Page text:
Dallas Voice (Dallas, Tex.), Vol. 14, No. 30, Ed. 1 Friday, November 21, 1997 Page: 14 of 80
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Gay man sues former school district
over harassment suffered as student
Associated Press dents, according to the lawsuit.
NEWARK, N.J. — A gay hairdresser
in Sussex County claims in a federal
lawsuit that his high school years were
made harder because educators failed
to apply their anti-harassment policies
when he complained about abuse from
Robert McDonald, who works in
Newton, is seeking unspecified com-
pensation from the Jefferson Township
Board of Education, as well as several
administrators and a teacher at
Jefferson High School in Morris County.
The lawsuit, filed here last month,
appears to be the first in New Jersey,
and among only a handful in the
nation, to address anti-gay harassment
in public schools, according to a gay
rights litigating group, the Lambda
Legal Defense and Education Fund.
McDonald, 21, graduated from the
school 1-1/2 years ago after enduring
indignities that included name-calling
and spitting, as well as shoving inci-
He said that in response to his
clothes being stolen or scattered during
gym class, school officials asked him to
change in a separate bathroom. McDon-
ald was also asked to leave classes five
minutes early to avoid students who
bothered him, the lawsuit said.
Among those named in the suit is
Principal Robert Ross. "I've been here
for 20 years as a principal, and we've
always treated everybody equally,''
Ross told The Star-Ledger of Newark for
Wednesday's editions. "We don't have
two sets of rules."
A beating in his junior year robbed
McDonald's left ear of 80 percent of its
hearing, the lawsuit said. McDonald
filed assault charges against student
Scott Sisco and is also suing him in state
court, charging that the attack was
motivated by bias.
A lawyer for the Sisco family said
any fight had nothing to do with
McDonald's sexual orientation. ▼
Arizona governor seeks clarification of
policy permitting gays as foster parents
By Kate Hunger
PHOENIX — Talyne Corlyn is a
married woman. She has an adult
daughter, and she fondly remembers
serving as a foster mother in Alaska
several years ago.
Corlyn is also bisexual. So when she
heard that some Arizona lawmakers
want to stop all unmarried couples —
heterosexual or homosexual — from
acting as foster parents, she got mad.
"That's the most stupid thing I ever
heard of," Corlyn said. "We have babies
turning up in Dumpsters."
In Arizona, gay and lesbian couples
are allowed to be foster parents.
Unmarried heterosexual couples are
Some state lawmakers have a prob-
lem with current policy that — while
upholding state laws against cohabita-
tion — leaves the door open for gay
couples to qualify as foster parents.
In a radio appearance Wednesday,
Gov. Jane Hull said the Legislature
needs to clarify the policy. Although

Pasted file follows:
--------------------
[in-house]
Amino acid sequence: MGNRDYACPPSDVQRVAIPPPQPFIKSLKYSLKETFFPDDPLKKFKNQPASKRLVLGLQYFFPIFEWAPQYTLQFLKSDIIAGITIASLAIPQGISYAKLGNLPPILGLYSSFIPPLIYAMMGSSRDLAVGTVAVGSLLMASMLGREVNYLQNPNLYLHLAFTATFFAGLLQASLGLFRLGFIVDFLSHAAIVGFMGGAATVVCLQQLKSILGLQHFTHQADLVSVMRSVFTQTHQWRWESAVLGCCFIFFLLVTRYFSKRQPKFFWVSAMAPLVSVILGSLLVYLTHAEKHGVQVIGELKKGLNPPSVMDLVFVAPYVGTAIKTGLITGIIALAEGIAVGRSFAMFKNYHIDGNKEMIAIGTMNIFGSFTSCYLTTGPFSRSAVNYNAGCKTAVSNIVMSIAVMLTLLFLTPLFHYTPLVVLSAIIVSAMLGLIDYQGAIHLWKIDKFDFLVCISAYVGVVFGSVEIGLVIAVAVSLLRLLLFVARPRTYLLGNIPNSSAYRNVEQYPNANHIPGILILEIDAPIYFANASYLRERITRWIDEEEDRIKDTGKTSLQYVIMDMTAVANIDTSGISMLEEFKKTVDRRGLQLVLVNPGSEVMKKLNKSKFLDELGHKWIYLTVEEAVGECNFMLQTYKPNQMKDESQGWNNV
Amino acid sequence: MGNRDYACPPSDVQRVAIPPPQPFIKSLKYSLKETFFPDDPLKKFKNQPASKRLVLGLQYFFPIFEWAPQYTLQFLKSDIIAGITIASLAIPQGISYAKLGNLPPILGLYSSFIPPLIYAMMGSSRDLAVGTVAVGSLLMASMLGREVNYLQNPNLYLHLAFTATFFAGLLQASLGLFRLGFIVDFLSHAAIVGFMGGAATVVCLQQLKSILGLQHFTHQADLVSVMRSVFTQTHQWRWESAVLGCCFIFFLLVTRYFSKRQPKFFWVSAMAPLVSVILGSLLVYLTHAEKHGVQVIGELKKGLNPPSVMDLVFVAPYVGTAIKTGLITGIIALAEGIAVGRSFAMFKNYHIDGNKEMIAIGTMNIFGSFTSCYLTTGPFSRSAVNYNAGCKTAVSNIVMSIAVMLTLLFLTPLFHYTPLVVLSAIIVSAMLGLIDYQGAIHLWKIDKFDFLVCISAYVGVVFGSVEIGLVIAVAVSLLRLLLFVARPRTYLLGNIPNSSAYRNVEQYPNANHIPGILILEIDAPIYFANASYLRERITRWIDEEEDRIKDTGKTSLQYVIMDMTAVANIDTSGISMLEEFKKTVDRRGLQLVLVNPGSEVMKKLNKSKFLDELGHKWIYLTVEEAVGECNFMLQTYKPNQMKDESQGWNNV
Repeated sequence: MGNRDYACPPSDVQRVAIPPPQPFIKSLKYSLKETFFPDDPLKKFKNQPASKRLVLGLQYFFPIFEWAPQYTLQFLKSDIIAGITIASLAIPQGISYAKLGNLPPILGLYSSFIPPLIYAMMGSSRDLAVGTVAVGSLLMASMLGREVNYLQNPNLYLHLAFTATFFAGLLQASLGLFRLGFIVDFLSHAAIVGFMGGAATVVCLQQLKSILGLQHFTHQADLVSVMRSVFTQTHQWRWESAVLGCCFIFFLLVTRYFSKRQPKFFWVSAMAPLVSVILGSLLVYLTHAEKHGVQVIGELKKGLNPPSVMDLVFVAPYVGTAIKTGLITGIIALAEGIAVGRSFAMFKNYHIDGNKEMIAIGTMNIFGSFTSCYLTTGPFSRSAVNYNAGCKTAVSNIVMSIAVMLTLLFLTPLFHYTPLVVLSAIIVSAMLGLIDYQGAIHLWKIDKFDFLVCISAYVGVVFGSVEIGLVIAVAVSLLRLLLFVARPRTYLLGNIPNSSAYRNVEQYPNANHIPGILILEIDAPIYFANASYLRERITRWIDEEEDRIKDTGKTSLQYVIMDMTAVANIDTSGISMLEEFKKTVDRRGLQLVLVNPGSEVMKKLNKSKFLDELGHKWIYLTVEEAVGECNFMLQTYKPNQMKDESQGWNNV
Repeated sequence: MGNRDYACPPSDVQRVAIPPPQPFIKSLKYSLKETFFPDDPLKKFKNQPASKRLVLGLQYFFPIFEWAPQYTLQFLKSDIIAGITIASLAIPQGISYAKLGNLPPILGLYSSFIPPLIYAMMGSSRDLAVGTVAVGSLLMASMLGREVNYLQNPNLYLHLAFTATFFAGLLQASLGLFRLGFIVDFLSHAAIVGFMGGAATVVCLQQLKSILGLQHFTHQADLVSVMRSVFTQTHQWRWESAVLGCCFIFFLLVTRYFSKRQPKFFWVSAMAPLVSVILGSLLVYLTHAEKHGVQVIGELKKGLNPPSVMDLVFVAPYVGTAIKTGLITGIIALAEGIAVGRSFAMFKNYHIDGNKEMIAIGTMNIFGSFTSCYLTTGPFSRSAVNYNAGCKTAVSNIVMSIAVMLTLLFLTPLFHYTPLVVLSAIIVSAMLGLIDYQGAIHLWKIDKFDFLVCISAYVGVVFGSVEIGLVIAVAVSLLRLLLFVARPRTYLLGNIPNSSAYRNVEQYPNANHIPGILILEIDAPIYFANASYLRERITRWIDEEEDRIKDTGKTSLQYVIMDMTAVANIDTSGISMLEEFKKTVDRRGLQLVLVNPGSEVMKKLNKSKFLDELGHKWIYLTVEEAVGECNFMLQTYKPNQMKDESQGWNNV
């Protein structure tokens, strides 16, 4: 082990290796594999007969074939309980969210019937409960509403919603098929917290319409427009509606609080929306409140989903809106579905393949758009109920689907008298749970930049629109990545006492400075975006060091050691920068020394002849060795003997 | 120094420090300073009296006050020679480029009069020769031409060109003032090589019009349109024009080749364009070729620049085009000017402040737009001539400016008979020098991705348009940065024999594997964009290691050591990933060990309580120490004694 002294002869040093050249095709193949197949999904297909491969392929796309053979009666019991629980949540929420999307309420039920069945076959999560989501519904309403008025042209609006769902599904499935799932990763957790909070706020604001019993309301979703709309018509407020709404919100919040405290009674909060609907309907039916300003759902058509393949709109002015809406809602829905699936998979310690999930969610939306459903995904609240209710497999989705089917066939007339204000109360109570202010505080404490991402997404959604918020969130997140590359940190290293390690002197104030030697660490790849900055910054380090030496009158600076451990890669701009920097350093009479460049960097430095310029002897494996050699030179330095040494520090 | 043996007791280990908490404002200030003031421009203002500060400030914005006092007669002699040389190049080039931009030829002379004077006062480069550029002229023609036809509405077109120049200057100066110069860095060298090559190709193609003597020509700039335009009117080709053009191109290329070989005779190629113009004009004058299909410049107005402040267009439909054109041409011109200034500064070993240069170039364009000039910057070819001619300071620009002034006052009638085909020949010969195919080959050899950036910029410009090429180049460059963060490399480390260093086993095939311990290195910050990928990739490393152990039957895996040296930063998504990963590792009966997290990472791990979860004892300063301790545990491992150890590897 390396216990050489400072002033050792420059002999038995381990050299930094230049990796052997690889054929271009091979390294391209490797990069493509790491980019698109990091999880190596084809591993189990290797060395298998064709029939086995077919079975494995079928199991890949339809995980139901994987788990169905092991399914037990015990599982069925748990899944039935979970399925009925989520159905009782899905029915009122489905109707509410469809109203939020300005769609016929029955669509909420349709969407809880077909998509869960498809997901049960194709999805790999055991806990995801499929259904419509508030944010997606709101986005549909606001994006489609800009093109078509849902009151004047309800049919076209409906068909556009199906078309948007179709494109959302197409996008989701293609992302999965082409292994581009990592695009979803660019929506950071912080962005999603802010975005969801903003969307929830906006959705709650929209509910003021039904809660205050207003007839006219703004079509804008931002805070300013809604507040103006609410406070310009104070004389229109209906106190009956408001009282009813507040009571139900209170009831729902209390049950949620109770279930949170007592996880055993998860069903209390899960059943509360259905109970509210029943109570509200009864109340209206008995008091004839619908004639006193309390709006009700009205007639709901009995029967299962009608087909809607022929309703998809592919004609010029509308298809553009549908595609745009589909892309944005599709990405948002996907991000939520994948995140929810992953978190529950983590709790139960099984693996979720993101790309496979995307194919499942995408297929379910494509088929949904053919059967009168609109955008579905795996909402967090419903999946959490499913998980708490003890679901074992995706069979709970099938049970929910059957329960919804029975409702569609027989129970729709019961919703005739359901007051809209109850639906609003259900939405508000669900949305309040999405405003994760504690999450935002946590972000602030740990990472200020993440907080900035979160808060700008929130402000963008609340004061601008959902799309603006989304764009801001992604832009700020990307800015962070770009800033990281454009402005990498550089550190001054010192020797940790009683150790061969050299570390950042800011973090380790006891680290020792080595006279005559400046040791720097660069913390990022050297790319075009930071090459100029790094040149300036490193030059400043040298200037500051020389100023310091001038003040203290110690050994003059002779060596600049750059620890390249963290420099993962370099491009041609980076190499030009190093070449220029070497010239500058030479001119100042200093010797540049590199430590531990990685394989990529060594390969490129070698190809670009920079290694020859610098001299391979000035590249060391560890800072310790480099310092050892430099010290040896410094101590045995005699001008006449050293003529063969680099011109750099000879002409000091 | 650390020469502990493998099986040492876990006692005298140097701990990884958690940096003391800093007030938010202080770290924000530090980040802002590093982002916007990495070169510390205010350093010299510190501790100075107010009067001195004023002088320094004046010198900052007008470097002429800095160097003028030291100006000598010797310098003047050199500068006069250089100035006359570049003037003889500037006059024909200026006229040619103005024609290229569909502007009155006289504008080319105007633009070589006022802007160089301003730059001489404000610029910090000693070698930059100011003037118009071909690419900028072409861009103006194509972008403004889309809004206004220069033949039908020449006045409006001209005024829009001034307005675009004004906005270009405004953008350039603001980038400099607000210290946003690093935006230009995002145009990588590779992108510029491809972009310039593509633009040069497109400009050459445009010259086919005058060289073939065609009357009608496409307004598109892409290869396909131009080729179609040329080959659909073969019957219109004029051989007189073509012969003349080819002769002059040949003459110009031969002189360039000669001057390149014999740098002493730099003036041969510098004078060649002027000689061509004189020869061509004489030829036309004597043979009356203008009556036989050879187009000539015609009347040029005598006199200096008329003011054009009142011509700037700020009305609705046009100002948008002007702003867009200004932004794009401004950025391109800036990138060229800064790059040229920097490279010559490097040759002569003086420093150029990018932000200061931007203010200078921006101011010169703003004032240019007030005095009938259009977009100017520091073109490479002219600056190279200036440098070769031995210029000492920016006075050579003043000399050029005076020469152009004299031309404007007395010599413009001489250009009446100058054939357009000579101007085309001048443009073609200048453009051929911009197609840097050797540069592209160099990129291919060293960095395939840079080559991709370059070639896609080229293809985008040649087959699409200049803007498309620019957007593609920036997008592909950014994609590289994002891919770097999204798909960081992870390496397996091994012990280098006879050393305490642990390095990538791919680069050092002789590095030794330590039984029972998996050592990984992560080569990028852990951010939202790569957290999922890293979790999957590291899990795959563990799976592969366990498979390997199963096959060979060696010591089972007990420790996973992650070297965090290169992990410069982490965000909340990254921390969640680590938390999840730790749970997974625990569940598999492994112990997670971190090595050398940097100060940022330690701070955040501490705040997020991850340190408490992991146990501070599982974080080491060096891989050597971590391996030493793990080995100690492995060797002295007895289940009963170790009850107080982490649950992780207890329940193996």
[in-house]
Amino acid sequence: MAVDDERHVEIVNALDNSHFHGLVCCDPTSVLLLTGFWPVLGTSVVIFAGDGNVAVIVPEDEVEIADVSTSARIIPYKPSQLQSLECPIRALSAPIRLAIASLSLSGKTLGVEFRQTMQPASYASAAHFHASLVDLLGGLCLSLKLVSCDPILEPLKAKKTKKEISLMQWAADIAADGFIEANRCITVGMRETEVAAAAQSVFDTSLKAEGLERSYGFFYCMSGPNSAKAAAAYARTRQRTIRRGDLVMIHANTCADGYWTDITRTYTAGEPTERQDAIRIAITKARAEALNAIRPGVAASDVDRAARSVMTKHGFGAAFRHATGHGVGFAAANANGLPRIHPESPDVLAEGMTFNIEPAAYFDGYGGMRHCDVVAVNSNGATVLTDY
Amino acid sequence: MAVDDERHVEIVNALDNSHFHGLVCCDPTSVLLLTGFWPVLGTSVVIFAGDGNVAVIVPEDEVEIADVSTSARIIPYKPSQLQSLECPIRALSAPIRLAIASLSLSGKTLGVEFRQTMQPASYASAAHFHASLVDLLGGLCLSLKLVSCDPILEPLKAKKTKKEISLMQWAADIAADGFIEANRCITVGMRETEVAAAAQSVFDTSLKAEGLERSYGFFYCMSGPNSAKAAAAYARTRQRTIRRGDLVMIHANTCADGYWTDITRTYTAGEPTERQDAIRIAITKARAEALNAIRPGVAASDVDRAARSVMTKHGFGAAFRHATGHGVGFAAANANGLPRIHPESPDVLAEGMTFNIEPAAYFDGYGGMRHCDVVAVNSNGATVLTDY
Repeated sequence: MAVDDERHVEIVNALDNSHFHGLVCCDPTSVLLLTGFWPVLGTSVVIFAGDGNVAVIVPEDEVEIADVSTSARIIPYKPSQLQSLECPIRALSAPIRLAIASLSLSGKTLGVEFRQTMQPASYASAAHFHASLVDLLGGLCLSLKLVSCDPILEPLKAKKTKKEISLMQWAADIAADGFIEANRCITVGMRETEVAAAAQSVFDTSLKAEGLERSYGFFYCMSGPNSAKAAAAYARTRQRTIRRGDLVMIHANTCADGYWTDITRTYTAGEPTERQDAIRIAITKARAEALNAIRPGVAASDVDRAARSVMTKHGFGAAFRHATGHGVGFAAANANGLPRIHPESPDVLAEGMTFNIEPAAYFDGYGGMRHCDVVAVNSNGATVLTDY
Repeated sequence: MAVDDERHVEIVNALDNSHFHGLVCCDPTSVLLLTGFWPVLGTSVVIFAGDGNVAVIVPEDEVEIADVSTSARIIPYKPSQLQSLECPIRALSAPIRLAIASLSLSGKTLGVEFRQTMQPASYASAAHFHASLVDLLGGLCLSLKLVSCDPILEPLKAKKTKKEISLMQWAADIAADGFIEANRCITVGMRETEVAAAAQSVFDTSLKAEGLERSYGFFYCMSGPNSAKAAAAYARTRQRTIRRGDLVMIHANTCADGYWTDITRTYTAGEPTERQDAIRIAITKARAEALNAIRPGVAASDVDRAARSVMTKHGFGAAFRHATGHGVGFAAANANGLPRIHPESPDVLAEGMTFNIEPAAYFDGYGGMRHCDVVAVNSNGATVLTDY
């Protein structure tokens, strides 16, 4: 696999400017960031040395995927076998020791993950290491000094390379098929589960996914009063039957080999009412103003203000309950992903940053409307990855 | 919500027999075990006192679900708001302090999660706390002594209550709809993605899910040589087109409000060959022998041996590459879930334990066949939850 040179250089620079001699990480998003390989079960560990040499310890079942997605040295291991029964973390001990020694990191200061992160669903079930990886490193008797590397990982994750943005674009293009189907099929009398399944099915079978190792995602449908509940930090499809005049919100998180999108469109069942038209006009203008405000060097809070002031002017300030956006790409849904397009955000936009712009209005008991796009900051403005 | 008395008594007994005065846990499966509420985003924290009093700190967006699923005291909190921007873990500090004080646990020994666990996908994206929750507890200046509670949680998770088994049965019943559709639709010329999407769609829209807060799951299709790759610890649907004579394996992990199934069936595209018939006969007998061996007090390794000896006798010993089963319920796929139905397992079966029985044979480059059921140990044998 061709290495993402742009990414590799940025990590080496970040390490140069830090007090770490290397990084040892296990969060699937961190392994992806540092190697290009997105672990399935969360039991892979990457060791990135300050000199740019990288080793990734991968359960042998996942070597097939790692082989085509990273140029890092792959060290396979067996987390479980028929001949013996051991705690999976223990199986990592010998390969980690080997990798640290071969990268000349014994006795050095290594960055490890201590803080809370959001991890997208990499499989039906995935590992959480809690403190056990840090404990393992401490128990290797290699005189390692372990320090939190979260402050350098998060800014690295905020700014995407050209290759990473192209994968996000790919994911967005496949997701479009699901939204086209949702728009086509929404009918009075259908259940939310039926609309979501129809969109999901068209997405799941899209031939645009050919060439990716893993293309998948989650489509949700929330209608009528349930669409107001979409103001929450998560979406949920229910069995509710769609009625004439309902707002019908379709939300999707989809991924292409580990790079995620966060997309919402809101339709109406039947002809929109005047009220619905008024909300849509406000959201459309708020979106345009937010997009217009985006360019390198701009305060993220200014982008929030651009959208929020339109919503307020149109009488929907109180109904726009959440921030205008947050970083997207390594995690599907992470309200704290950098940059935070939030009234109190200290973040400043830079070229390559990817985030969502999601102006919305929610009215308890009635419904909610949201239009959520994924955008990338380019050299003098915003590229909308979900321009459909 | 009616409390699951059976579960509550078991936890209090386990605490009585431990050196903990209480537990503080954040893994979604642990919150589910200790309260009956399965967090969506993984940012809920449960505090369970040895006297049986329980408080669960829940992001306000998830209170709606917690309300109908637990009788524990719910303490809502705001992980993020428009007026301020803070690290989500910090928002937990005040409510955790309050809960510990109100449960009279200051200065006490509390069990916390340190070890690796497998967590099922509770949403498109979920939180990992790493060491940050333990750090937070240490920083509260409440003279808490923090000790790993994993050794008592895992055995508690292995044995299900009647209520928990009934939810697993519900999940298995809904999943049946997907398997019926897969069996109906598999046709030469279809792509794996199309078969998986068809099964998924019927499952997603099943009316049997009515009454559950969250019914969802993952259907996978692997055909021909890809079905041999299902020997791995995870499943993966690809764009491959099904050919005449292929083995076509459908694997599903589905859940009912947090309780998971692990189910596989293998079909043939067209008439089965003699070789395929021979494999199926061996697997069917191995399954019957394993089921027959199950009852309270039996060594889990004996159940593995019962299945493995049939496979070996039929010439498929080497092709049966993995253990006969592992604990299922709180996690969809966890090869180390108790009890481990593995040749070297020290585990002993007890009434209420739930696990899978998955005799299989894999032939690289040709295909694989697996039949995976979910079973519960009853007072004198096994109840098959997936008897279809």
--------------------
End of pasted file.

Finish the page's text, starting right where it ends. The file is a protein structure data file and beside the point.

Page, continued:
she did not say gays and lesbians
should be precluded from providing
foster care, she described the best envi-
ronment as one with a husband, wife
and other children.
The controversy boils down to a
legal technicality: foster parents can't
be lawbreakers, and according to state
law unmarried couples who live
together are just that.
Corlyn, co-chair of Bi-Net AZ, an
Phoenix advocacy and support group
for bisexuals, said she agrees with Hull
that the policy should be clear. But from
Corlyn's perspective, the only fair poli-
cy would be one that opens foster par-
enting up to all responsible people,
regardless of sexual orientation.
"The implication is that they are
more concerned with the morality than
with the health and welfare of the chil-
dren," Corlyn said.
Furthermore, an administrative
hearing officer ruled a few years ago in
a case involving the Department of
Economic Security, which oversees fos-
ter placements, that the law only
applies when a man and woman live
together, said Christine Powell, an
assistant state attorney general.
"There clearly are homes licensed as
foster care providers where the
providers are homosexual," Powell
Rep. Karen Johnson, R-Mesa, said
she wants Child Protective Services, an
arm of DES, to issue a specific policy
banning cohabitating couples — homo-
sexual or heterosexual — from becom-
ing foster parents. If not, she said she
will sponsor legislation to do it.
Johnson said children need a tradi-
tional family atmosphere in an unstable
"Give them the sort of role models
that build society up instead of deci-
mating it," Johnson said.
Francie Noyes, the governor's
spokeswoman, said Mrs. Hull was
responding to Johnson's concerns when
she commented on the policy and that
NOVEMBER 21, 1997 DALLAS VOICE
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Vercher, Dennis. Dallas Voice (Dallas, Tex.), Vol. 14, No. 30, Ed. 1 Friday, November 21, 1997, newspaper, November 21, 1997; Dallas, Texas. (https://texashistory.unt.edu/ark:/67531/metapth616180/m1/14/?q=RIO%20VISTA: accessed October 14, 2019), University of North Texas Libraries, The Portal to Texas History, https://texashistory.unt.edu; crediting UNT Libraries Special Collections.